This was my first large project; finishing led to a flurry of knitting activity. I've been scoping out patterns for the kitchen curtain, and have narrowed it down to about eight patterns, mostly from Barbara Walker's First Treasury. I would like to get down to five before swatching. I cast on and almost finished a pair of fingerless mittens (they are just sans thumb). As a status update, I'm almost 3/4 of the way through the first shadow shawl. Oh yes, and I bought yarn for two more projects: a shadow shawl and fingerless mittens for my sister. Pics and more indepth stories to follow.

And, what I'm currently excited about, I've learned something new! Two-color brioche stitching, from a free class at Borealis Yarns. It is a reversible pattern, like double knitting, except with yarnovers over the slipped stitch (this means each strand must be knitted across separately). It is very stretchy, and good for things like scarves, shawls, and afghans. Closeup to show the stitch pattern on the scarf, knit with Silk Garden and Mandalay Silk on #9 (typical needle size for stockinette is #7). The scarf will use 1 skein Silk Garden, so the color transitions are very gradual.

The full scarf, about 1/3 of the way through the skein:
2 color brioche scarf

Going for the double geek!

This was just brought to my attention by adriennec on the knittyboard. In a bout of double geekiness, Heidi Antila has designed a Linux illusion scarf, with Tux, the Linux penguin, on one side and the word 'Linux' on the other. The pattern is in Finnish - it appears to be an online Finnish knitting magazine - but the two charts and a basic knowledge of shadow / illusion knitting should be enough to reproduce the pattern.

Don't know how this is suppos'd to be done...

Knitting bindoff
Originally uploaded by thomasina.
But I've put the live stitches on a Denise cord, with a cap at one end and needle at the other, making a long straight. The other needle is used as-is. I've moved to a shorter Denise cord now that I'm almost two-thirds of the way done with the bindoff. When I'm done for the moment, I can switch the needle to a cap to keep the live stitches on.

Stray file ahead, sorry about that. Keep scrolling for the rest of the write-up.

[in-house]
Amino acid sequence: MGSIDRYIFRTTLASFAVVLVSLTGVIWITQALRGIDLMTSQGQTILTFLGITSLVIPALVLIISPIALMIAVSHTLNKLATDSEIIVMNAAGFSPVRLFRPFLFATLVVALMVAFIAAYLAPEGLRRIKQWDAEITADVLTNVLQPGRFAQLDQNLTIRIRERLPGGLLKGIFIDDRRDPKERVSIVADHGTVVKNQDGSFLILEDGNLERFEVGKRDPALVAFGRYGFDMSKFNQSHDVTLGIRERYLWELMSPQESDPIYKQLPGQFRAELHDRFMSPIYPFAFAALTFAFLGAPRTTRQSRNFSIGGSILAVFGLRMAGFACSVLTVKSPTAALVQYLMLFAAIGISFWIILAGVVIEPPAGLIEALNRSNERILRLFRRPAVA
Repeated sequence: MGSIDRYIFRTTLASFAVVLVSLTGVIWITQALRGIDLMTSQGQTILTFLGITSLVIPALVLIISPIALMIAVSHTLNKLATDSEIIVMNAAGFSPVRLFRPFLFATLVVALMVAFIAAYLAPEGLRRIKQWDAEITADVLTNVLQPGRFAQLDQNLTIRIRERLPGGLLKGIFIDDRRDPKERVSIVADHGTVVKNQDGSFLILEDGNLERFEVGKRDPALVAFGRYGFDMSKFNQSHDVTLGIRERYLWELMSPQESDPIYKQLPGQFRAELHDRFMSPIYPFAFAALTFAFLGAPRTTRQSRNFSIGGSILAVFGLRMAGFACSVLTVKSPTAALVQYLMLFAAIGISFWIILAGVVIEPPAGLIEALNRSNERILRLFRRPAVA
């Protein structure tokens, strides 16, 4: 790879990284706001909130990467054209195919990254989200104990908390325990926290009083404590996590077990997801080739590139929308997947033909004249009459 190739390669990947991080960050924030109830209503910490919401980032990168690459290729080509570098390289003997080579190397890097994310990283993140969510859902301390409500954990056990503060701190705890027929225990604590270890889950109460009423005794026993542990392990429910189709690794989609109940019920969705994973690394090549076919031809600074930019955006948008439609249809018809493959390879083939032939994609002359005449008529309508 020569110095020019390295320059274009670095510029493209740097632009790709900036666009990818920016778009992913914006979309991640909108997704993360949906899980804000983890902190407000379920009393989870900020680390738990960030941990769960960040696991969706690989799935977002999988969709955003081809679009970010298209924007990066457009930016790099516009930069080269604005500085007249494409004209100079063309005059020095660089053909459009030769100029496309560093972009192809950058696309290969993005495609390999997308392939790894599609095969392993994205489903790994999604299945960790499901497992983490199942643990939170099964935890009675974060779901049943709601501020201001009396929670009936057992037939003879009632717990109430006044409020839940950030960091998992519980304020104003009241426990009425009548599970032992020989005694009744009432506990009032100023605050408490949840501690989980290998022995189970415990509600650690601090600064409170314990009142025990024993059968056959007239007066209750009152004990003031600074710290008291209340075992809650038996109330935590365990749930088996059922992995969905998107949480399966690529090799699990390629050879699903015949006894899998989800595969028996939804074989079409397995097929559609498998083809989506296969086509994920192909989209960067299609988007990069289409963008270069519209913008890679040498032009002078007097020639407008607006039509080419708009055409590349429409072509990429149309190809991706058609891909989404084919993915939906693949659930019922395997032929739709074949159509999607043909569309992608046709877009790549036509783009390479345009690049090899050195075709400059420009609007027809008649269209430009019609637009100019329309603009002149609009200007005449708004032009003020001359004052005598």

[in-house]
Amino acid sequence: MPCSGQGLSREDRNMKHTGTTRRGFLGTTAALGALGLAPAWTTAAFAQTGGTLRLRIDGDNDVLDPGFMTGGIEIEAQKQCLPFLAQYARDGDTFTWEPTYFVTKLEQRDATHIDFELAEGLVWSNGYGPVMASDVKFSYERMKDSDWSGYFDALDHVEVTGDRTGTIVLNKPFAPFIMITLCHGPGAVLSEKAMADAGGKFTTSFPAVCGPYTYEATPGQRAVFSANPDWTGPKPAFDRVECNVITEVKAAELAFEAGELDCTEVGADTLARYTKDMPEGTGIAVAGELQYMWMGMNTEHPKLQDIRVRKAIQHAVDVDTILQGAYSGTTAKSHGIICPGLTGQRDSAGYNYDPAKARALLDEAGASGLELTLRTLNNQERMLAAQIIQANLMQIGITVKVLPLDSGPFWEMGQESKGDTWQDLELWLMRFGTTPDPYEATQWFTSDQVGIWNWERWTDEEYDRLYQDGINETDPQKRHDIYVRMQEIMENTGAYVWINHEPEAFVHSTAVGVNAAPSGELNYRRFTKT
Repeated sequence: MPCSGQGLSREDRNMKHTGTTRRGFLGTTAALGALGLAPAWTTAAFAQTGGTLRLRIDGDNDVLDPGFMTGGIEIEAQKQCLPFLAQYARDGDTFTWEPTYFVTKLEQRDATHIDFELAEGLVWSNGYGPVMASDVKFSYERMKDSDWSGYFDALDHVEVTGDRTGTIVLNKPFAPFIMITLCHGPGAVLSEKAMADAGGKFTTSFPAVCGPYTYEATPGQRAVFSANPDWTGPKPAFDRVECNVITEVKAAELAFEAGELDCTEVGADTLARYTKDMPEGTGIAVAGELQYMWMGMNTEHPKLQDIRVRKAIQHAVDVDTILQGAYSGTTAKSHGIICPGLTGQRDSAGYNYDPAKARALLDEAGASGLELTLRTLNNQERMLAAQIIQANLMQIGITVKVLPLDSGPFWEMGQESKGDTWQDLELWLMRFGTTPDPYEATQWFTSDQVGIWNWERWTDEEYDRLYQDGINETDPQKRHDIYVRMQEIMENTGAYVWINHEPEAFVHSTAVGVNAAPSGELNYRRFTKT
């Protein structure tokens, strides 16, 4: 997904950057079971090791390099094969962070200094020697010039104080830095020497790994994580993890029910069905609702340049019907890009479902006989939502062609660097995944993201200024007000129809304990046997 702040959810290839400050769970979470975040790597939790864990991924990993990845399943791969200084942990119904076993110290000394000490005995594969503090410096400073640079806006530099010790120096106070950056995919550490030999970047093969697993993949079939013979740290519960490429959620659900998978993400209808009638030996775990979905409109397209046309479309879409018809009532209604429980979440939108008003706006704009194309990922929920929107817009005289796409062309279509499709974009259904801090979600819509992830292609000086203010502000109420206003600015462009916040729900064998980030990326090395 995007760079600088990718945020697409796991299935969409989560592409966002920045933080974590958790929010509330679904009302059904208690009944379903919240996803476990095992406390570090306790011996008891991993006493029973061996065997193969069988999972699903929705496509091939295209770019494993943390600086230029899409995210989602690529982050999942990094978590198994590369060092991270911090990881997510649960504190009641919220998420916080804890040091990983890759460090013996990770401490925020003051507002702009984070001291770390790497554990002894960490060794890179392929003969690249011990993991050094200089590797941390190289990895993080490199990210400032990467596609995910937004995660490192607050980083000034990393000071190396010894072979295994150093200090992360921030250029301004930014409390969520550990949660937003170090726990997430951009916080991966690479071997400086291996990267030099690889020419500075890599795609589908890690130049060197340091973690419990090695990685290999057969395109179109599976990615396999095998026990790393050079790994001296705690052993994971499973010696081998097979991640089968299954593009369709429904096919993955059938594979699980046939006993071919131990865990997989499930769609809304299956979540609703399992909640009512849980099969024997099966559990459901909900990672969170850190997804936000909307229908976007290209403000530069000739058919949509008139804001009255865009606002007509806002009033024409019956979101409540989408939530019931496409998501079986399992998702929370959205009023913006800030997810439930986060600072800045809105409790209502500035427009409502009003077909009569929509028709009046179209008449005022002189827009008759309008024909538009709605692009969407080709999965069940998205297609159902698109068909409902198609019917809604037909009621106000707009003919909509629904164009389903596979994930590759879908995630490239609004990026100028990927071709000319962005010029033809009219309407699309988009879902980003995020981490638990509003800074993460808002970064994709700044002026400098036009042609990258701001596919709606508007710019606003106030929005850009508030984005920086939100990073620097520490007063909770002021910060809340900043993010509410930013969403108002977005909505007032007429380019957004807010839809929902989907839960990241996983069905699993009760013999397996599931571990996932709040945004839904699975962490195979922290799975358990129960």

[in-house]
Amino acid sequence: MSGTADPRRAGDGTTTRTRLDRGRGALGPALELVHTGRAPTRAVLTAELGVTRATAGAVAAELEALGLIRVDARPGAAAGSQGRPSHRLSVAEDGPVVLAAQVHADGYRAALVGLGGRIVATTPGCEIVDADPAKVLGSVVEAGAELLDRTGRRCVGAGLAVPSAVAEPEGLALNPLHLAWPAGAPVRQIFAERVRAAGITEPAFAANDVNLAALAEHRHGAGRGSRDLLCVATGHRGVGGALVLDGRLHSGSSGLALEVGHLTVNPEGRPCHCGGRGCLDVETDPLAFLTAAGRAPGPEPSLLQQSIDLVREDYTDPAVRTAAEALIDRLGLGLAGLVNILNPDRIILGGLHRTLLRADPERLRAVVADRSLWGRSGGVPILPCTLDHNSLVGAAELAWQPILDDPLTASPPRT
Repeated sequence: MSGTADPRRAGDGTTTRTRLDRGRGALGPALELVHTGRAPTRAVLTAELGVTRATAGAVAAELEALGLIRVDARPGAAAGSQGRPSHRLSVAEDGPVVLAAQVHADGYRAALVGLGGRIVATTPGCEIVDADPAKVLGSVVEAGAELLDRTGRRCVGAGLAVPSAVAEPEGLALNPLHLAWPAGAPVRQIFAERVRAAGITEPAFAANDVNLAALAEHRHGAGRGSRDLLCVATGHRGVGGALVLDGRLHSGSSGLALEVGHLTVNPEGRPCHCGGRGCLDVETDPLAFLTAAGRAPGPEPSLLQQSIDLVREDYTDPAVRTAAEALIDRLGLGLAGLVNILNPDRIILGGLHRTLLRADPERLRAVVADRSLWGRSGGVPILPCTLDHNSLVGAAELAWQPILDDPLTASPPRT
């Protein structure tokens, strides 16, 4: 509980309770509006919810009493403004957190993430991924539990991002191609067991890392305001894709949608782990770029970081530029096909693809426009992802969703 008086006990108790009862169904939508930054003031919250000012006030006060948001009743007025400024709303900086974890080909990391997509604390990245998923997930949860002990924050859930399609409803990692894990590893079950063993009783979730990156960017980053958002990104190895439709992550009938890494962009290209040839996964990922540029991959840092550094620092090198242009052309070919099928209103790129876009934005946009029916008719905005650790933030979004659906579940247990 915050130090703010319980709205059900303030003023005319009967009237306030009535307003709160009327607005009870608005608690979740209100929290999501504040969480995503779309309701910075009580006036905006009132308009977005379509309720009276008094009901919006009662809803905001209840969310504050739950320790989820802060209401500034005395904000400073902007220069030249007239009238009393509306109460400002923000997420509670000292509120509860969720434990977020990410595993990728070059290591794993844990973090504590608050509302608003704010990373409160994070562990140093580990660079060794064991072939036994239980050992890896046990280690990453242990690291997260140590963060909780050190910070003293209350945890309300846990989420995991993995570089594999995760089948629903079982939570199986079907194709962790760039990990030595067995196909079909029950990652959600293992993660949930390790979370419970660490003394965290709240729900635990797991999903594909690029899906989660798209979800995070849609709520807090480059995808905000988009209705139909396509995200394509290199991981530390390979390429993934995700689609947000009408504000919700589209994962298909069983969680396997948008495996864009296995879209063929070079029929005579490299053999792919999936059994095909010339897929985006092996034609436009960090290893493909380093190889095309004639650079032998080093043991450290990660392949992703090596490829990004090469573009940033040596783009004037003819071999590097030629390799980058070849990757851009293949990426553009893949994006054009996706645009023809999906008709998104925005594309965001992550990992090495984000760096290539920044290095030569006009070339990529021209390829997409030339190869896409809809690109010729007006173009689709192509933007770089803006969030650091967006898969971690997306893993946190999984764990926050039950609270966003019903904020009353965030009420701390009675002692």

Shawl edging

Wrong side
Originally uploaded by thomasina.
All this time the Guard was looking at her, first through a telescope, then through a microscope, and then through and opera-glass. At last he said, 'You're travelling the wrong way,' and shut up the window and went away.

Really, this is what my knitting was telling me. I tried the edging from both sides of the shawl, k2tog, k2tog tbl, ssk; s1 purlwise, s1 knitwise; yif, yib... and it was still cross at me. Finally, once I got a chance to get into Borealis Yarns this Sunday, we have a winner. The first two repeats are ssk, s1 knitwise, yib (ugh! ugly!)... the last repeat is p2tog, s1 knitwise, yib. This zippers it up much more smoothly. I'm not going to think about whether a more obvious ridge is a design element - the ssk, s1 purlwise, yif was both neat and obvious, but any mistakes would have been glaring.

Right side of shawl:
Right side

Belated SnB picnic update

Zenknits Stitch Markers
Originally uploaded by thomasina.
Oh gee, only about two weeks behind in updating? I had a blast at the first annual SnB picnic, I hope we do it again next year. It was hot but there was a strong breeze (good for keeping cool, not so good for keeping the mohair under control). Lots of great knitters, lots of great food, and lots of great prizes. I didn't think to bring my camera (would rather live in the moment, plus would feel weird shooting everyone's picture). I won these great stitch markers from Susan at Zen Knit; nine knitting goddesses, three of each, in gorgeous purple beads.

Geeky knitting, redux

Now that my Geeky Knitting page is starting to get more exposure, I'm becoming more motivated to update and add the links. I'm going to feature them as separate blog posts, so that the new content is more apparent, and also update the original post.

First off, the most important update: the DNA scarf pattern has moved, and even worse, fallen off the google search engine front pages. In case you have forgotten, it was created by June Oshiro, and is now hosted on her own server at - also check out her blog. I consider this pattern the pinnacle of geeky knitting (I've done it! Twice!), so I hope the pagerank increases quickly so that it becomes widely available again.

Designer projects...